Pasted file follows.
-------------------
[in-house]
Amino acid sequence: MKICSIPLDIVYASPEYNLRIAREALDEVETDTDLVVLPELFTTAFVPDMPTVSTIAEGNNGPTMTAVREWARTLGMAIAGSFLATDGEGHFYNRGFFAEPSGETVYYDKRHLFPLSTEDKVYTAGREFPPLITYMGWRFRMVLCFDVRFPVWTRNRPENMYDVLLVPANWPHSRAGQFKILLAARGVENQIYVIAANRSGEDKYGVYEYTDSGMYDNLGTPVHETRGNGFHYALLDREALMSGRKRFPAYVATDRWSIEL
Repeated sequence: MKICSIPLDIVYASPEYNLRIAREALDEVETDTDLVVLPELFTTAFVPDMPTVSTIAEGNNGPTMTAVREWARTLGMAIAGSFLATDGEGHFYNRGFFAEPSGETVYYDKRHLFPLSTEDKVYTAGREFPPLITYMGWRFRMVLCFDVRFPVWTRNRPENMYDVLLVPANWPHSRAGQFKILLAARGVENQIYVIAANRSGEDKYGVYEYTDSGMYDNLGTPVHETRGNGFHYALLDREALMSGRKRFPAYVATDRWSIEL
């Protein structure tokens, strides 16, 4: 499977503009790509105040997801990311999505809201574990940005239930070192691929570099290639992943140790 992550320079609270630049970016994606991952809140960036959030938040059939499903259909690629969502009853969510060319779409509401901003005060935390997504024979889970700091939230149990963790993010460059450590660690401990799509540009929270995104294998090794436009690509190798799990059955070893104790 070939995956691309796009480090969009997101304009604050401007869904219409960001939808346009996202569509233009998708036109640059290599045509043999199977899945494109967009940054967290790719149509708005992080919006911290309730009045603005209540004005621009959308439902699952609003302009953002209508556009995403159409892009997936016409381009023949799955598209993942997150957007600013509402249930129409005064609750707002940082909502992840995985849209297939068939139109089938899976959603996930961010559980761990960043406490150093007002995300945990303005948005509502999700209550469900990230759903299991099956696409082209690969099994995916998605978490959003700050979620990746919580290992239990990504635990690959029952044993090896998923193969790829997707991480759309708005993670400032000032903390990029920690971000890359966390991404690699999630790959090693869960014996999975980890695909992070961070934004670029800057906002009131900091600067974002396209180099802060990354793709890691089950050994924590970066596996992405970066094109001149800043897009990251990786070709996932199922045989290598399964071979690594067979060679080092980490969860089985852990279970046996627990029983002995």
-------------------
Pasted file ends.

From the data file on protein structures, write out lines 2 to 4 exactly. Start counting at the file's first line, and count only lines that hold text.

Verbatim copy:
Amino acid sequence: MKICSIPLDIVYASPEYNLRIAREALDEVETDTDLVVLPELFTTAFVPDMPTVSTIAEGNNGPTMTAVREWARTLGMAIAGSFLATDGEGHFYNRGFFAEPSGETVYYDKRHLFPLSTEDKVYTAGREFPPLITYMGWRFRMVLCFDVRFPVWTRNRPENMYDVLLVPANWPHSRAGQFKILLAARGVENQIYVIAANRSGEDKYGVYEYTDSGMYDNLGTPVHETRGNGFHYALLDREALMSGRKRFPAYVATDRWSIEL
Repeated sequence: MKICSIPLDIVYASPEYNLRIAREALDEVETDTDLVVLPELFTTAFVPDMPTVSTIAEGNNGPTMTAVREWARTLGMAIAGSFLATDGEGHFYNRGFFAEPSGETVYYDKRHLFPLSTEDKVYTAGREFPPLITYMGWRFRMVLCFDVRFPVWTRNRPENMYDVLLVPANWPHSRAGQFKILLAARGVENQIYVIAANRSGEDKYGVYEYTDSGMYDNLGTPVHETRGNGFHYALLDREALMSGRKRFPAYVATDRWSIEL
């Protein structure tokens, strides 16, 4: 499977503009790509105040997801990311999505809201574990940005239930070192691929570099290639992943140790 992550320079609270630049970016994606991952809140960036959030938040059939499903259909690629969502009853969510060319779409509401901003005060935390997504024979889970700091939230149990963790993010460059450590660690401990799509540009929270995104294998090794436009690509190798799990059955070893104790 070939995956691309796009480090969009997101304009604050401007869904219409960001939808346009996202569509233009998708036109640059290599045509043999199977899945494109967009940054967290790719149509708005992080919006911290309730009045603005209540004005621009959308439902699952609003302009953002209508556009995403159409892009997936016409381009023949799955598209993942997150957007600013509402249930129409005064609750707002940082909502992840995985849209297939068939139109089938899976959603996930961010559980761990960043406490150093007002995300945990303005948005509502999700209550469900990230759903299991099956696409082209690969099994995916998605978490959003700050979620990746919580290992239990990504635990690959029952044993090896998923193969790829997707991480759309708005993670400032000032903390990029920690971000890359966390991404690699999630790959090693869960014996999975980890695909992070961070934004670029800057906002009131900091600067974002396209180099802060990354793709890691089950050994924590970066596996992405970066094109001149800043897009990251990786070709996932199922045989290598399964071979690594067979060679080092980490969860089985852990279970046996627990029983002995």